Hitachi sunsets Horizon

Hitachi Ltd. plans to close Horizon Nuclear Power, its U.K. nuclear development subsidiary, early this spring, according to weekend news reports. Horizon is the firm behind Wylfa Newydd, the proposed nuclear new-build project in Wales.

On January 10, citing a story that appeared earlier that day in The Times, Yahoo reported that Hitachi will close Horizon by March 31—a move, Yahoo said, that “could scupper a sale of the [Wylfa Newydd] site, which has attracted interest from bidders, including a U.S. consortium of Bechtel, Southern Company, and Westinghouse, and dent [the] U.K.’s clean energy goals.”

However, a January 11 item on a Welsh online news service stated, “It is understood that if a sale of the site is not secured before Horizon shuts, the sale process will be continued by Hitachi.”

Decision on Welsh nuclear project delayed again

Artist's concept of the Wylfa Newydd project. Image: Horizon Nuclear Power

The U.K. government has agreed to delay until April 30 its decision regarding the issuance of a development consent order (DCO) for, the nuclear new-build project proposed for the island of Anglesey, off the northwest coast of Wales. (DCOs are required for large infrastructure projects in the United Kingdom to move forward.)


U.S. companies said to be in talks with U.K. on Welsh nuclear project

Artist's concept of the Wylfa Newydd project. Image: Horizon Nuclear Power

The London-based newspaper Financial Times is reporting that a consortium of U.S. firms is holding discussions with the U.K. government to revive Wylfa Newydd, the nuclear new-build project in Wales from which Tokyo-based Hitachi Ltd. withdrew in September. According to the November 10 FT story—which is based on an anonymous source—the consortium is led by Bechtel and includes Southern Company and Westinghouse.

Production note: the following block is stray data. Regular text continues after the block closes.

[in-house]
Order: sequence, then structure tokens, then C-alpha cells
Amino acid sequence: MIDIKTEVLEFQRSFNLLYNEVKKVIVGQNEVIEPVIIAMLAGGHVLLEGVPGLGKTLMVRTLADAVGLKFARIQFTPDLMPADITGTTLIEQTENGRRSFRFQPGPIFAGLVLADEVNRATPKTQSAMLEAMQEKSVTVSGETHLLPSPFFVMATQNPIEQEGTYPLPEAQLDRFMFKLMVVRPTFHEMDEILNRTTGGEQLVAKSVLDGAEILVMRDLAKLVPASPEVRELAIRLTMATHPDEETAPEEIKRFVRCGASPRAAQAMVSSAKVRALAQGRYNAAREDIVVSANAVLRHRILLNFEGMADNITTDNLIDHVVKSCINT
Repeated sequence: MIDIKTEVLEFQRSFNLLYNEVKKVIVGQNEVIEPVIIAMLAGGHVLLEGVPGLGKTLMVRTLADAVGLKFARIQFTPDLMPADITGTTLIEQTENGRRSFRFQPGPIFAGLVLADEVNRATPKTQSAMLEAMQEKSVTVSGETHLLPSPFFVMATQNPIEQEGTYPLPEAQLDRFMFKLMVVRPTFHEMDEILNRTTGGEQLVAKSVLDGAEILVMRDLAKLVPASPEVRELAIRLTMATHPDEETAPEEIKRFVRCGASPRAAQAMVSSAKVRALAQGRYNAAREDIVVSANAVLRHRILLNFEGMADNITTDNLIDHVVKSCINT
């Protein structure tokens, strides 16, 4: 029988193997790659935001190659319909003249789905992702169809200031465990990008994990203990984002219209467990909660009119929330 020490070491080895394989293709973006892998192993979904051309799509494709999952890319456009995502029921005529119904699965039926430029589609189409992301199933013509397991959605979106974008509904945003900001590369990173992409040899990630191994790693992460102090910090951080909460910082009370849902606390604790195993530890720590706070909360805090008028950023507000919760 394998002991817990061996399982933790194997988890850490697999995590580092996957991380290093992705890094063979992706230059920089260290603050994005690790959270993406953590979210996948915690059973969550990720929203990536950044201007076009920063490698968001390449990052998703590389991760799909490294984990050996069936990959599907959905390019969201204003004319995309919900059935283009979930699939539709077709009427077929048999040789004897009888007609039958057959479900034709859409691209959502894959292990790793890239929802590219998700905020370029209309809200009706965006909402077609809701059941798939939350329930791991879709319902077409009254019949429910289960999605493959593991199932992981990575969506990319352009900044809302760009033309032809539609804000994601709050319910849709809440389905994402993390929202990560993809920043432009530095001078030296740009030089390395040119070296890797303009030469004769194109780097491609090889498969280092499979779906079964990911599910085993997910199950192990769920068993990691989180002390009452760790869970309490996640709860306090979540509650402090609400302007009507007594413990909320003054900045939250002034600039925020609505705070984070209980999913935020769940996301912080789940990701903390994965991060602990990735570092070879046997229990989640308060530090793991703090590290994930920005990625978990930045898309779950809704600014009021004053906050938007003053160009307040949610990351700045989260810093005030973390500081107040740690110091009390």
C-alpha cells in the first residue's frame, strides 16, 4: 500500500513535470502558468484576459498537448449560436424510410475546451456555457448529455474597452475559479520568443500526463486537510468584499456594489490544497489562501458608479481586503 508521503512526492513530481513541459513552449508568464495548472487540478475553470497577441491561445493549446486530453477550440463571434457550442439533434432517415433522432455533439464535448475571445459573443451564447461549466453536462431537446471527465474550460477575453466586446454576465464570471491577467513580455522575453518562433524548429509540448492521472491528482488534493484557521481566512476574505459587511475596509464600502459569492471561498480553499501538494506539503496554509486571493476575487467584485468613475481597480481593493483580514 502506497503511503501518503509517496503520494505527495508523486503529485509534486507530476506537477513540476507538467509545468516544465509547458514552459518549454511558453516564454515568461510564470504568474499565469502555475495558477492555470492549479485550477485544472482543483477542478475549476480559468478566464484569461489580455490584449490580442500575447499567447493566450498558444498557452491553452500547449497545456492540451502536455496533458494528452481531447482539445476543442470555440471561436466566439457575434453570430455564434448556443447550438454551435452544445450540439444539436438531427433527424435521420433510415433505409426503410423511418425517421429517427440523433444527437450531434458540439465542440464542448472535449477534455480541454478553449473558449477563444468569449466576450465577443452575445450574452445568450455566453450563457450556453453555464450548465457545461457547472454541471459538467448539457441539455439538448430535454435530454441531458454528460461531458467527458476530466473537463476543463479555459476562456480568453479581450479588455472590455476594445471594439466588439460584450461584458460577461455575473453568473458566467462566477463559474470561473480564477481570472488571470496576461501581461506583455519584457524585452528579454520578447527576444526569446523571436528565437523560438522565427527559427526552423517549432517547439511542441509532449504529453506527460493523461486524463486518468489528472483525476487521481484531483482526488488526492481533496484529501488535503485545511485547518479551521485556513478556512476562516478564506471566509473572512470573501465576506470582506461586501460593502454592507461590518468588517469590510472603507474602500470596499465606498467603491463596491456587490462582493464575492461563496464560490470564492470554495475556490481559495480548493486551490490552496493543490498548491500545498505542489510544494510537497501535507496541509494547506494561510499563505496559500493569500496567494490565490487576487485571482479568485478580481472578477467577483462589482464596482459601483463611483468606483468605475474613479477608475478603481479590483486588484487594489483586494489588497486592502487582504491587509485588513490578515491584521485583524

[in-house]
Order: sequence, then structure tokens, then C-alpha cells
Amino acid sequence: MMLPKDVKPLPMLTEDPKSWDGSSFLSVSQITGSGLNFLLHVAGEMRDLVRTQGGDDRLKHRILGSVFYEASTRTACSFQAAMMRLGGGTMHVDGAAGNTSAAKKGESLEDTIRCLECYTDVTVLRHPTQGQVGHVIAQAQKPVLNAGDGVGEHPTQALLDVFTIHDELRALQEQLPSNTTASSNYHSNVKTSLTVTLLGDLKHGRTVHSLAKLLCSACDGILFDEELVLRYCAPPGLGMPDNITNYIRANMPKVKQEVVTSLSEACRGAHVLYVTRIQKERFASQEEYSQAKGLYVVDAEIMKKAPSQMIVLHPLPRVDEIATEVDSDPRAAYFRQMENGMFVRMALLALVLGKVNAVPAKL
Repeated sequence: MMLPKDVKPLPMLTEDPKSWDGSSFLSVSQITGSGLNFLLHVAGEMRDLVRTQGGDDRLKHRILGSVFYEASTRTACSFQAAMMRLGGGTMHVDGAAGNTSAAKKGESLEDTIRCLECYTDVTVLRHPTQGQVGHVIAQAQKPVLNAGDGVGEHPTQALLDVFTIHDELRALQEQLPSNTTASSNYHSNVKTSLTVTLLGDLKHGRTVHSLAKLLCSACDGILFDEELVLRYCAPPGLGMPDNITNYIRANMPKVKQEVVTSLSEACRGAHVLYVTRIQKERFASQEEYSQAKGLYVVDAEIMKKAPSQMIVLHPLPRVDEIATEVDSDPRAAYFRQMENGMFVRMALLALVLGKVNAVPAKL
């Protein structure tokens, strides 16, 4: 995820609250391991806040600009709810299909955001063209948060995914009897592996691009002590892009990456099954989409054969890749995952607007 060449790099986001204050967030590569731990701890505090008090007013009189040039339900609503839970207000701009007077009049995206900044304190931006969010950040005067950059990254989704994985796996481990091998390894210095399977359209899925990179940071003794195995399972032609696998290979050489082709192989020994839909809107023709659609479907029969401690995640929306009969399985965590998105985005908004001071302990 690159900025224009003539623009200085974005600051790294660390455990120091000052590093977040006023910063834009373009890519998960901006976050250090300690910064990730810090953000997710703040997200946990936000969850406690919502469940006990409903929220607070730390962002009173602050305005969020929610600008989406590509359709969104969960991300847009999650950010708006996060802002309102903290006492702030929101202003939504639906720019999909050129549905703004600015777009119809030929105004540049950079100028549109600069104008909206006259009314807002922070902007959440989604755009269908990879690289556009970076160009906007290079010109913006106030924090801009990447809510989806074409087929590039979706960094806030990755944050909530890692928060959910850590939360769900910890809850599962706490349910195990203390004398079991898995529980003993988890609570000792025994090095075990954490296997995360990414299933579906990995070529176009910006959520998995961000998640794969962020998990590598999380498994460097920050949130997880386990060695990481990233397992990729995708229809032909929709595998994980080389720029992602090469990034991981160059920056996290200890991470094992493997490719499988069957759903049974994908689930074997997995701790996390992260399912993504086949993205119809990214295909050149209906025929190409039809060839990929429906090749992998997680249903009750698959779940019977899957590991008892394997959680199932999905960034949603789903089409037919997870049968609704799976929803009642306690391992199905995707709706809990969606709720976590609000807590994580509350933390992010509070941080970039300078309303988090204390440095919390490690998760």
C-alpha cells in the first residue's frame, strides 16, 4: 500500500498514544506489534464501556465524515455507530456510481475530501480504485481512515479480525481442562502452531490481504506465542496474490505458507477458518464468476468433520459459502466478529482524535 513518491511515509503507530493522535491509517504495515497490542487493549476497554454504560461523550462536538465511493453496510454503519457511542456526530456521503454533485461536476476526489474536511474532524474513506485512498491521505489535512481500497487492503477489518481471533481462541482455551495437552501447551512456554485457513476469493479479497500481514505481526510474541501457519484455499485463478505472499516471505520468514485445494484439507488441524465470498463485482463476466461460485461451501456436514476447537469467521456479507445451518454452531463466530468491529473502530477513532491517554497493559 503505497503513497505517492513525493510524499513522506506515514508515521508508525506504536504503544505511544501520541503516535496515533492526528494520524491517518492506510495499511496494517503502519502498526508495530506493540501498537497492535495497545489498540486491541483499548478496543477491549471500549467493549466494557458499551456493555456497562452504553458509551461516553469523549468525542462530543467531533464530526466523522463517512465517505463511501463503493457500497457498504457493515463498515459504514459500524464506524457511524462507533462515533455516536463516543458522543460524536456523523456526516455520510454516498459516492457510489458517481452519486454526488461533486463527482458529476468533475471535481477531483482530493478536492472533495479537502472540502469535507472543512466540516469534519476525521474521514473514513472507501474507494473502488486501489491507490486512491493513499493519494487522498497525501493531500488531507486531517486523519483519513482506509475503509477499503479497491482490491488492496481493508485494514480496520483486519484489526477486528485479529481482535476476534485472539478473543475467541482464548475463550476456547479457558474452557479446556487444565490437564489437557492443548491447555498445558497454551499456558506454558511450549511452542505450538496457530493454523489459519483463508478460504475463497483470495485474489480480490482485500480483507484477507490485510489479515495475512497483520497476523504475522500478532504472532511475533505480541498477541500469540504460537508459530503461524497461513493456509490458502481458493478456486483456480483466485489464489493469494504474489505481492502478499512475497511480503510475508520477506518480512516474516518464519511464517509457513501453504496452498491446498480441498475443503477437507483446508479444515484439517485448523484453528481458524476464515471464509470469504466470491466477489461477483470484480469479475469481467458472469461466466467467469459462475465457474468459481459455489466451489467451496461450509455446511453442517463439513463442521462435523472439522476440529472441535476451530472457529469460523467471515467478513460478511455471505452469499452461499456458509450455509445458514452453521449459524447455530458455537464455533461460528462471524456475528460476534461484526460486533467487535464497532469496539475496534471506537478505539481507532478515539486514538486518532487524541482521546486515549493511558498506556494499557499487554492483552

Deadline for proposed Welsh plant extended; third-party interest expressed

Artist's concept of the Wylfa Newydd project. Image: Horizon Nuclear Power

Hopes for the construction of a two-unit nuclear power station in Wales—dashed some three weeks ago when Hitachi Ltd. officially announced its withdrawal from the proposed Wylfa Newydd plant—rose again slightly last week when the United Kingdom’s Planning Inspectorate agreed to delay its decision regarding issuance of a development consent order (DCO) for the project.

The original deadline for the decision had been September 30, but following the receipt of a pair of letters from Horizon Nuclear Power—the Hitachi subsidiary in charge of the project—the inspectorate consented to a December 31 extension.

Hitachi pulls plug on Wales nuclear build project

Artist's concept of the Wylfa Newydd project. Image: Horizon Nuclear Power

Tokyo-based Hitachi Ltd. today announced that it is withdrawing from the currently suspended Wylfa Newydd nuclear-build project in northwestern Wales. The announcement dashes the hopes raised last month by reports that Horizon Nuclear Power, the Hitachi subsidiary in charge of the project, was in talks with the U.K. government regarding a possible resuscitation.

Hitachi had put the project on hold some 20 months ago, and in today’s announcement the company cited the length of the suspension and the COVID-19 investment environment as factors in its decision.